More From Alder's Ledge

November 26, 2010

Dieing to Live

Waiting to Die

In places like Hungary death for the Roma people is part of life in much the same way as breathing is. We know that someday we too will die and yet we do not expect it to be before we can take our next breath. For Roma, it may very well be.

Living under the threat of violence makes one question just how long they have left. Will the next attack be their last? Will the man who cuts you off in traffic pull a pistol and fire? Or maybe it will be when you go to bed? Will you wake up?

This sort of life breaks people's hearts, minds, even sometimes their souls. They wait for death to come or to pass them by. Not knowing if it will be them that goes next, they wait.

Despite the new attacks on Roma, this way of life is not new to the Romani. They are and have for centuries lived under the persistent threat of death and discrimination. The most horrific attack on the Roma came under Hitler during his Porrajmos (devouring) of the Romani people. This was the Roma Holocaust.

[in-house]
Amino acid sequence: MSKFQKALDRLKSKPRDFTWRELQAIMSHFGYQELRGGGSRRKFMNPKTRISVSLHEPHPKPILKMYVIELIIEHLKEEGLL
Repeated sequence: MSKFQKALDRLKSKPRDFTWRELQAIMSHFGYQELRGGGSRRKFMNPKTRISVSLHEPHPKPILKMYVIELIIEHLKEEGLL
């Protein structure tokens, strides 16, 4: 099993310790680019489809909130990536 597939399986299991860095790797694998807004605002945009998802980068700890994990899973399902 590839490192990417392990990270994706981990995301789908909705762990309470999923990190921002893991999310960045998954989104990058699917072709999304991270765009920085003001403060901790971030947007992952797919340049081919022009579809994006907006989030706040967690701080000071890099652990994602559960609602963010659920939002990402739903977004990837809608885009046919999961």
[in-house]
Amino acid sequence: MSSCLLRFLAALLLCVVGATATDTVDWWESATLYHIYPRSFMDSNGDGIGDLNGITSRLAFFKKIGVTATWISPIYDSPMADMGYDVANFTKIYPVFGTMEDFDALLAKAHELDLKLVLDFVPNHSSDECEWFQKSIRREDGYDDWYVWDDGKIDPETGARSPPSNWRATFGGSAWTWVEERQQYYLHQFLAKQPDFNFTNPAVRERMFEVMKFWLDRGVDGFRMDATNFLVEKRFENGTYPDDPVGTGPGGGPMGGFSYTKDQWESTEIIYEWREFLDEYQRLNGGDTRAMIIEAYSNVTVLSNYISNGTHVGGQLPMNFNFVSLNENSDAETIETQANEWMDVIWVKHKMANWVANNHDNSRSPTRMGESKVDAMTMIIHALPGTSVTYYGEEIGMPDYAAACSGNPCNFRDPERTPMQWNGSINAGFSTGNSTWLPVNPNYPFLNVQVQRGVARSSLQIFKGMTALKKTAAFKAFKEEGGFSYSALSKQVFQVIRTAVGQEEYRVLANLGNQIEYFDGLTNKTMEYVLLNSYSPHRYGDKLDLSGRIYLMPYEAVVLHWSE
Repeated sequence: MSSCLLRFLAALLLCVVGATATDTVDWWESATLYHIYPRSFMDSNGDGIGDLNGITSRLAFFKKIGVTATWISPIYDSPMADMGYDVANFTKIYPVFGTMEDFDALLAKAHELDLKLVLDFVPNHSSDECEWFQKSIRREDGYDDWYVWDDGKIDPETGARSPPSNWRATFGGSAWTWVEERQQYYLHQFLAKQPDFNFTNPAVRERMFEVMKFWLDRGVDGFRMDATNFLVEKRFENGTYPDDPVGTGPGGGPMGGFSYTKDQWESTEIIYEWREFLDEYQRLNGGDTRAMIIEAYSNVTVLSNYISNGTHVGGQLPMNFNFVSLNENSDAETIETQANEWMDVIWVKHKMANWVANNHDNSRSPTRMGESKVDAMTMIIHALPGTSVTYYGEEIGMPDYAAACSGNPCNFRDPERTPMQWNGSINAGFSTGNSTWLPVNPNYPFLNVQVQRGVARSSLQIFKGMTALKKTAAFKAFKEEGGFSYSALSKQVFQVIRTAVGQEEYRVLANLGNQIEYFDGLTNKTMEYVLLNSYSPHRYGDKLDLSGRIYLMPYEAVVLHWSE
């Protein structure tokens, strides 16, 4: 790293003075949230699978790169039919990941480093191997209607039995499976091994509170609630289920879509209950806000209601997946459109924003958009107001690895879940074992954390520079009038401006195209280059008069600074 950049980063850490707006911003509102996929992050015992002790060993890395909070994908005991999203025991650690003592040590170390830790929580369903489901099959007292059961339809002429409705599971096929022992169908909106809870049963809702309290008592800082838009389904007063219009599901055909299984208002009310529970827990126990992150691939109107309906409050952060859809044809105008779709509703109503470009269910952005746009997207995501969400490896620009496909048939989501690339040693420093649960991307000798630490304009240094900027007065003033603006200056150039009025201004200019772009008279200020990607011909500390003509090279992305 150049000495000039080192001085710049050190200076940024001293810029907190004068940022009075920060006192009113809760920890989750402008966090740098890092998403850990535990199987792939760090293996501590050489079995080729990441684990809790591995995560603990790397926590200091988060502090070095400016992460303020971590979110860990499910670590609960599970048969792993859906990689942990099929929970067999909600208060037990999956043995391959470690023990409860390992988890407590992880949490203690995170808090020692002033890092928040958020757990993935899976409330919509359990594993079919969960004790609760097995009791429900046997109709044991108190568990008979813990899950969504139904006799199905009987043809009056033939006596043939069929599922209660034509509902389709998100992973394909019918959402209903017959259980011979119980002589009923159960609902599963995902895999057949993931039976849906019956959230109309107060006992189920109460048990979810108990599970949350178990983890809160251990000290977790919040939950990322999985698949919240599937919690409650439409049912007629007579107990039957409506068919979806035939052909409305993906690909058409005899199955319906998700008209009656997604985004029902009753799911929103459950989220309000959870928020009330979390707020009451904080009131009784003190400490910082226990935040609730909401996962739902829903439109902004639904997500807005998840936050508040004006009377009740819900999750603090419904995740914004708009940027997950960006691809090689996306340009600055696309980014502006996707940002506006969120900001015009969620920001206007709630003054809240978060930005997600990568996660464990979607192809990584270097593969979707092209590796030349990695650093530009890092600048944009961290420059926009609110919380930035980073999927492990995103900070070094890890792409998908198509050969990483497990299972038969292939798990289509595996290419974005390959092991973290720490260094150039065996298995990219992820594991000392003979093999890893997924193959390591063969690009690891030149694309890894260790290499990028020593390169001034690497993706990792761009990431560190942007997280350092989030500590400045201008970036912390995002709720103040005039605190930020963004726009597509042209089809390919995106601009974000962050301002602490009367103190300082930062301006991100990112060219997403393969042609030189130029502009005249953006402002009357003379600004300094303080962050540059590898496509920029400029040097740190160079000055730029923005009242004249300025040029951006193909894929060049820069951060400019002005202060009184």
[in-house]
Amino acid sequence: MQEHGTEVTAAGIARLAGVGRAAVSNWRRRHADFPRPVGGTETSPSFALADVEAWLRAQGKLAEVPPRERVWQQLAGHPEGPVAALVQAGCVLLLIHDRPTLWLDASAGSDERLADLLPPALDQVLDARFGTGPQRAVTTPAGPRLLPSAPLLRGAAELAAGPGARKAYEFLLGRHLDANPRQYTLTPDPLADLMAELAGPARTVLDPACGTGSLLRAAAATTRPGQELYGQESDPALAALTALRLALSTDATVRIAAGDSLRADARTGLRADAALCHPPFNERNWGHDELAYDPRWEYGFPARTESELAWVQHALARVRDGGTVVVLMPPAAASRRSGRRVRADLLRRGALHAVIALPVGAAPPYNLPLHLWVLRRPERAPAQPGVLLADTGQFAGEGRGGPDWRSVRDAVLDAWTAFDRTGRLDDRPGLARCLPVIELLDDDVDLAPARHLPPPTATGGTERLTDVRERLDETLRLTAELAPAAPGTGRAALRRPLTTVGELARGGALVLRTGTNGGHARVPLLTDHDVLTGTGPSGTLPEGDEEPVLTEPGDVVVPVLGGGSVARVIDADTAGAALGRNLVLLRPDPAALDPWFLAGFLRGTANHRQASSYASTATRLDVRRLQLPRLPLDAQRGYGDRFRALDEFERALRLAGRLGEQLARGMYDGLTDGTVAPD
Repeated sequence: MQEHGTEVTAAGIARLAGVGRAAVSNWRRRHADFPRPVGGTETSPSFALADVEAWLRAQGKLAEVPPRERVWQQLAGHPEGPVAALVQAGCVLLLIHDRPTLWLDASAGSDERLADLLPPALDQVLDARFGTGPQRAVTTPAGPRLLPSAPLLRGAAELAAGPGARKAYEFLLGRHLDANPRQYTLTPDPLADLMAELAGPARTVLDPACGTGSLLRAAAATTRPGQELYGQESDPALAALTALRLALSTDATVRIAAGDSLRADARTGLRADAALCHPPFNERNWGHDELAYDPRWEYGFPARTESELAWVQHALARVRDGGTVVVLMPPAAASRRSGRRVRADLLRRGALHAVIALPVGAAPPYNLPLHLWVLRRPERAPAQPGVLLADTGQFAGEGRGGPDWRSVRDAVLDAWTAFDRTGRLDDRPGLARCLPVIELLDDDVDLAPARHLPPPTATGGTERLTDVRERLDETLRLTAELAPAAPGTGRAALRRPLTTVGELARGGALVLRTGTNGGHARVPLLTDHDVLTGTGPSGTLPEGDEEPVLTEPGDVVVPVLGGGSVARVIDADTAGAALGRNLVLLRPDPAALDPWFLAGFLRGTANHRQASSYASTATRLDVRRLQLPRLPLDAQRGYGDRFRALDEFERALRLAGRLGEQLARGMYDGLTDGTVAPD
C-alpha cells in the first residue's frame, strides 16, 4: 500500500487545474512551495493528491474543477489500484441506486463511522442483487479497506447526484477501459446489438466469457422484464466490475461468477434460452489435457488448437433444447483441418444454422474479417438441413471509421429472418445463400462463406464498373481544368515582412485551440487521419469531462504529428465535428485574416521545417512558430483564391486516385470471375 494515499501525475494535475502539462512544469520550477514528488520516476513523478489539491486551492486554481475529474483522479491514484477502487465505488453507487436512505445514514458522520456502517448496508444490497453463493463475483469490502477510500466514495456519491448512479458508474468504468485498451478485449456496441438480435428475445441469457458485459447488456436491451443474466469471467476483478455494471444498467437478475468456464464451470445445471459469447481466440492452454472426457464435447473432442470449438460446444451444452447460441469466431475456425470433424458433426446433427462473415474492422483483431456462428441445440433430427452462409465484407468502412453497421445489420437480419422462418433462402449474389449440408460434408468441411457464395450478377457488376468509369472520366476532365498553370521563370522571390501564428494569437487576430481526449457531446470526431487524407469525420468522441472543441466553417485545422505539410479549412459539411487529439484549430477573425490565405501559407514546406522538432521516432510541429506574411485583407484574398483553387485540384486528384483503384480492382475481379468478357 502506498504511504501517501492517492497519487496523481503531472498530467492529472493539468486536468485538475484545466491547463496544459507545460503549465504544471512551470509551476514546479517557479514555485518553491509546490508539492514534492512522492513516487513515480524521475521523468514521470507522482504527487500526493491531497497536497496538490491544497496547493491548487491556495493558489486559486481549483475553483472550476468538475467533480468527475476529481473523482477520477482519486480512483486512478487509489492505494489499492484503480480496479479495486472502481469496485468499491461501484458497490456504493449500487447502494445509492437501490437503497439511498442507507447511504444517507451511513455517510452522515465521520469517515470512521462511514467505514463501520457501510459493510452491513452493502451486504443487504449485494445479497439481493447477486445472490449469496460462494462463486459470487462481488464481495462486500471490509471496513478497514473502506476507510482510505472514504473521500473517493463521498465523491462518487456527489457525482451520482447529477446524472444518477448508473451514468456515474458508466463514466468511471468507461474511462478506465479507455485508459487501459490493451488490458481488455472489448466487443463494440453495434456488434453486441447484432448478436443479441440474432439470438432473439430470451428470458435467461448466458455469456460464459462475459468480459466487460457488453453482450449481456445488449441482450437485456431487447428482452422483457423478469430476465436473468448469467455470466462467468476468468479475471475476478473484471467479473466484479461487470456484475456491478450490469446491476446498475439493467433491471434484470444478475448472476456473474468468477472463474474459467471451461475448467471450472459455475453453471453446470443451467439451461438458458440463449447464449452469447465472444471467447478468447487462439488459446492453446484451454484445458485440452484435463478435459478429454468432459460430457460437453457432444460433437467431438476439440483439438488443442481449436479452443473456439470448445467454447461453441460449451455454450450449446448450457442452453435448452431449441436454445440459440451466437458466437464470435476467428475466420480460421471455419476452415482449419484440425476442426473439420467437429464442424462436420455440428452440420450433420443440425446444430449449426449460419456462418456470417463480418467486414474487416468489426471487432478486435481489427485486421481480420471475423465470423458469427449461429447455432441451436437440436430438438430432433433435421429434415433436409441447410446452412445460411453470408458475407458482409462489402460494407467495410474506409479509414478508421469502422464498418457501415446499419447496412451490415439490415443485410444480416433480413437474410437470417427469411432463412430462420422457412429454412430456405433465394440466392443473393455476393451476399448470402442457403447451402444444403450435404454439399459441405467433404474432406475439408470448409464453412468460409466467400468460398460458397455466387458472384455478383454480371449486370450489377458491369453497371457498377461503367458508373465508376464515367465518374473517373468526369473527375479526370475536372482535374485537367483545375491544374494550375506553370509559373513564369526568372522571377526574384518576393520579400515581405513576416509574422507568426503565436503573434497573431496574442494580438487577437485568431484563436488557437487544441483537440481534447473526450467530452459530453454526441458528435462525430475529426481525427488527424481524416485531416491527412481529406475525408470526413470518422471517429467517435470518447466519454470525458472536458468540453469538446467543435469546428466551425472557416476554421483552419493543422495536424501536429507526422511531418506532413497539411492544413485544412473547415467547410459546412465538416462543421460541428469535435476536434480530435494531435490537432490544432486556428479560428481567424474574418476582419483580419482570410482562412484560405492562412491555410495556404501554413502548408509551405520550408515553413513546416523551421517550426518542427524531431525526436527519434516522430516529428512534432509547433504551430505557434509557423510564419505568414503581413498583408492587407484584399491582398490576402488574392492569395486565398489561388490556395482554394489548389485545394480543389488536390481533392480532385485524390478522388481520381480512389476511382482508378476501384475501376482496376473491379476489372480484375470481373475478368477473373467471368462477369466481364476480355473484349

The death of millions came and went without notice amongst far to many in our Western world. We decided to accept the fact that the Nazis had killed the Jews over time but we forgot the others. Like silent invisible children they have seemingly slipped into the darkness of mankind's memory. And for far too long that has been just where we have kept them.

Out of sight, out of mind.

The near destruction of a culture brought about the unity of a people however. In the years that followed the Nazis' fall and the rise of Soviet dominance, the Romani united. Under the flag of the oppressed, the Rom was finally one. Their flag was adopted years later and their anthem was finally recorded. "Gelem, Gelem"... "We will go on".

I will never know just why, or for what reason, but Thanksgiving has always reminded me of those who have seemingly nothing to be thankful for. It has always amazed me how much the human spirit can take without finally collapsing. And even in the darkest hours of our history there seems to be those few glimmering lights of hope. Acting like beacons they guide us back to sanity if not for just a moment.

After your turkey is eaten and your family has left, do me this favor. Pray for those Roma still suffering at the hands of our European brothers. May God comfort them as this new wave of racist violence sweeps over them. And if God willing, may it truely Never Again reach the depths of those dark nights during Hitler's Porrajmos.

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Thank You.

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